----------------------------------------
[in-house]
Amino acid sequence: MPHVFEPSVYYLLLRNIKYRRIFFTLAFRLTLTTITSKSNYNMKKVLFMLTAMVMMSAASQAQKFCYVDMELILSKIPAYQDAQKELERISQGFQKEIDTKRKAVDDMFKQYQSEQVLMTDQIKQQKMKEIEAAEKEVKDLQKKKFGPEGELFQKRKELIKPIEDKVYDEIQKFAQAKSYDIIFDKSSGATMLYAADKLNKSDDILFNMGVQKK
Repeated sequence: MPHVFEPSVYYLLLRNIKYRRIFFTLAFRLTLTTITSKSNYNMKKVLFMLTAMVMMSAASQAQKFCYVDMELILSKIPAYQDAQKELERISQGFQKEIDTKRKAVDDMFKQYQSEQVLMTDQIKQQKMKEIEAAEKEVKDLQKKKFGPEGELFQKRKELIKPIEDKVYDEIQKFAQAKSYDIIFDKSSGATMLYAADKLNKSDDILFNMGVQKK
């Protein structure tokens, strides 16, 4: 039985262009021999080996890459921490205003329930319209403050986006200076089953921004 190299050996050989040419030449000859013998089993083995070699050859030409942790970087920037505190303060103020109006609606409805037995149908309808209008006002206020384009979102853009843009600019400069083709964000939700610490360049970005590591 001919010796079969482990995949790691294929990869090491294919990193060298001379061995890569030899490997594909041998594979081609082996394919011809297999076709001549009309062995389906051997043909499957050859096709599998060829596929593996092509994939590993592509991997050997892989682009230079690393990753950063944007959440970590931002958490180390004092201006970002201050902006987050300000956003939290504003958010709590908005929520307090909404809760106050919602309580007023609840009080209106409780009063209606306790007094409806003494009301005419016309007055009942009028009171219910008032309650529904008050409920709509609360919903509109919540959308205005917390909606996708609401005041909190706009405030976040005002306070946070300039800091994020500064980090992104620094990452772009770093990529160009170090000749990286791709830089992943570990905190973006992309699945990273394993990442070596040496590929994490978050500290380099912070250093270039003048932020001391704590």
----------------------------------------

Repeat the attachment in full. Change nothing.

[in-house]
Amino acid sequence: MPHVFEPSVYYLLLRNIKYRRIFFTLAFRLTLTTITSKSNYNMKKVLFMLTAMVMMSAASQAQKFCYVDMELILSKIPAYQDAQKELERISQGFQKEIDTKRKAVDDMFKQYQSEQVLMTDQIKQQKMKEIEAAEKEVKDLQKKKFGPEGELFQKRKELIKPIEDKVYDEIQKFAQAKSYDIIFDKSSGATMLYAADKLNKSDDILFNMGVQKK
Repeated sequence: MPHVFEPSVYYLLLRNIKYRRIFFTLAFRLTLTTITSKSNYNMKKVLFMLTAMVMMSAASQAQKFCYVDMELILSKIPAYQDAQKELERISQGFQKEIDTKRKAVDDMFKQYQSEQVLMTDQIKQQKMKEIEAAEKEVKDLQKKKFGPEGELFQKRKELIKPIEDKVYDEIQKFAQAKSYDIIFDKSSGATMLYAADKLNKSDDILFNMGVQKK
């Protein structure tokens, strides 16, 4: 039985262009021999080996890459921490205003329930319209403050986006200076089953921004 190299050996050989040419030449000859013998089993083995070699050859030409942790970087920037505190303060103020109006609606409805037995149908309808209008006002206020384009979102853009843009600019400069083709964000939700610490360049970005590591 001919010796079969482990995949790691294929990869090491294919990193060298001379061995890569030899490997594909041998594979081609082996394919011809297999076709001549009309062995389906051997043909499957050859096709599998060829596929593996092509994939590993592509991997050997892989682009230079690393990753950063944007959440970590931002958490180390004092201006970002201050902006987050300000956003939290504003958010709590908005929520307090909404809760106050919602309580007023609840009080209106409780009063209606306790007094409806003494009301005419016309007055009942009028009171219910008032309650529904008050409920709509609360919903509109919540959308205005917390909606996708609401005041909190706009405030976040005002306070946070300039800091994020500064980090992104620094990452772009770093990529160009170090000749990286791709830089992943570990905190973006992309699945990273394993990442070596040496590929994490978050500290380099912070250093270039003048932020001391704590």